A team from the US have developed a first-of-its-kind veterinary ethics committee to help care providers navigate complex situations.
A paper describing the committee’s formation is published in this month’s The American Journal of Bioethics.
Advances in veterinary technology provide pet owners with an ever-increasing array of treatment options for their pets. However, more options can lead to complex situations and difficult questions about care goals and quality of life that must be navigated by veterinary caregivers and pet owners.
“Even though everyone involved in an animal’s case is trying to act in the animal’s best interest, determining the best course moving forward can lead to conflicts and that can be distressing for the people involved,” veterinary social worker at NC State Jeannine Moga said.
“I wanted to find an ethics-based way to help our hospital staff address differences and form consensus in these cases.”
To this end Moga contacted Dr Philip Rosoff, pediatric oncologist and director of the clinical ethics program at Duke University Hospital, for guidance and advice on how to proceed.
“The establishment and growth of veterinary specialty hospitals for very sick animals is a relatively recent phenomenon,” Dr Rosoff said.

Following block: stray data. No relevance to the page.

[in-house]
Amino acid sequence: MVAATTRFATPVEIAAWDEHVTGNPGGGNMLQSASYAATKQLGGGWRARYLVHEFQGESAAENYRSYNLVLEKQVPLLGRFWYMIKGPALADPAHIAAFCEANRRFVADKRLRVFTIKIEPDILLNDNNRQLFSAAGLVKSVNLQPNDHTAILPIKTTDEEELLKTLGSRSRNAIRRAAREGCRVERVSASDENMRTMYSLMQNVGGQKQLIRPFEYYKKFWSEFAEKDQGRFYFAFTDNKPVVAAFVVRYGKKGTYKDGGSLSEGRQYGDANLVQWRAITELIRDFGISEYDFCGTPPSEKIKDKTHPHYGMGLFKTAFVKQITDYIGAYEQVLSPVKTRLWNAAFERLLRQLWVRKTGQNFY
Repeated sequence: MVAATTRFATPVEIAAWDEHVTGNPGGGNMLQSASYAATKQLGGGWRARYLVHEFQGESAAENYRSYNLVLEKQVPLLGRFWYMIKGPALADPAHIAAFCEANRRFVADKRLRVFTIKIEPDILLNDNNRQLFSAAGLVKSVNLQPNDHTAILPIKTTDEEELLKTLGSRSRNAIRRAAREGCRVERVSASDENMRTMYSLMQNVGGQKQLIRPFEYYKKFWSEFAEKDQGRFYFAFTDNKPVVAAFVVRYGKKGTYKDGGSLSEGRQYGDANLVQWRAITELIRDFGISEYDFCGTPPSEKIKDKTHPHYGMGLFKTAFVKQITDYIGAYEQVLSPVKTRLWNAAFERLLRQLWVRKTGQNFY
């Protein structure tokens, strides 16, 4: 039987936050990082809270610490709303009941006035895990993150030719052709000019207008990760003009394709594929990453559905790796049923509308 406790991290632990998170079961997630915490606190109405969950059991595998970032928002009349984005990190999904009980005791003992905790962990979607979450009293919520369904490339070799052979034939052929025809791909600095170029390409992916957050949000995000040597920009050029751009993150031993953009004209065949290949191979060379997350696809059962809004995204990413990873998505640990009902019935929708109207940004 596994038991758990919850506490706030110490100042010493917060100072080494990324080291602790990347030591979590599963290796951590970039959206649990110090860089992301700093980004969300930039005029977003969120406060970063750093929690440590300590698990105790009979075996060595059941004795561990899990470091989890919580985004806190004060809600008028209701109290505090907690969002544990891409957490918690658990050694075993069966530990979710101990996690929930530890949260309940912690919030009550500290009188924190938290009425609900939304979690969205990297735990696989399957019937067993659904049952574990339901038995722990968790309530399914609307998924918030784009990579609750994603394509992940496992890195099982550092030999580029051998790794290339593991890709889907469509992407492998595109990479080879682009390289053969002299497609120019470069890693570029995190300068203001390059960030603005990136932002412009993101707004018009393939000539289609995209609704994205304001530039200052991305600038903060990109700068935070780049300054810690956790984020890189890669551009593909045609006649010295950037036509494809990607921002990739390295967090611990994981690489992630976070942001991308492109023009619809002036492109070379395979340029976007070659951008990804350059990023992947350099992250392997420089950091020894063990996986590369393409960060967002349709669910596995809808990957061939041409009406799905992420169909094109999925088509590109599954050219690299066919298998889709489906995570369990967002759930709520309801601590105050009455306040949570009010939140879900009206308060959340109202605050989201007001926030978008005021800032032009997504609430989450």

“It’s not surprising that veterinary hospitals also now see the need for ethics committees to mediate and adjudicate disputes about care.”
Together Moga, Dr Rosoff and Bruce Keene, a professor of Companion Animal Medicine at NC State, adapted human ethics committee guidelines currently in use to address issues in a veterinary hospital, to create NC State’s first Clinical Ethics Committee (CEC).
“The pediatric model works very well for our situation in veterinary medicine,” Keene said. “In both cases, you’re dealing with a patient who cannot advocate for him or herself, and a decision-maker who is very involved in the process. However, we do deal with some thorny issues —such as euthanasia—that human hospitals do not.”
The CEC consists of seven people: three doctors, three veterinary technicians and a social worker. When cases arise, as many as four or as few as two members of the committee meet with the veterinary patient’s care team to serve as a resource or a sounding board. The entire process operates independently from the academic and business aspects of the NC State veterinary hospital to avoid conflicts of interest.
The CEC formed in late 2016 and as of December 2017 had worked on seven cases. While the CEC currently serves veterinary clinicians, staff and students, Moga hopes to expand its availability to hospital clients in the near future.
“Our job is not to make treatment recommendations,” Moga said. “We are there to make sure that any ethical issues raised are dealt with openly and fairly. Sometimes it’s as simple as just getting everyone in the same room to hash things out.
“Figuring out which medical options are feasible and ethical in a way that also respects client autonomy can be difficult but dealing with ethical issues pre-emptively rather than reactively is in everyone’s best interest.”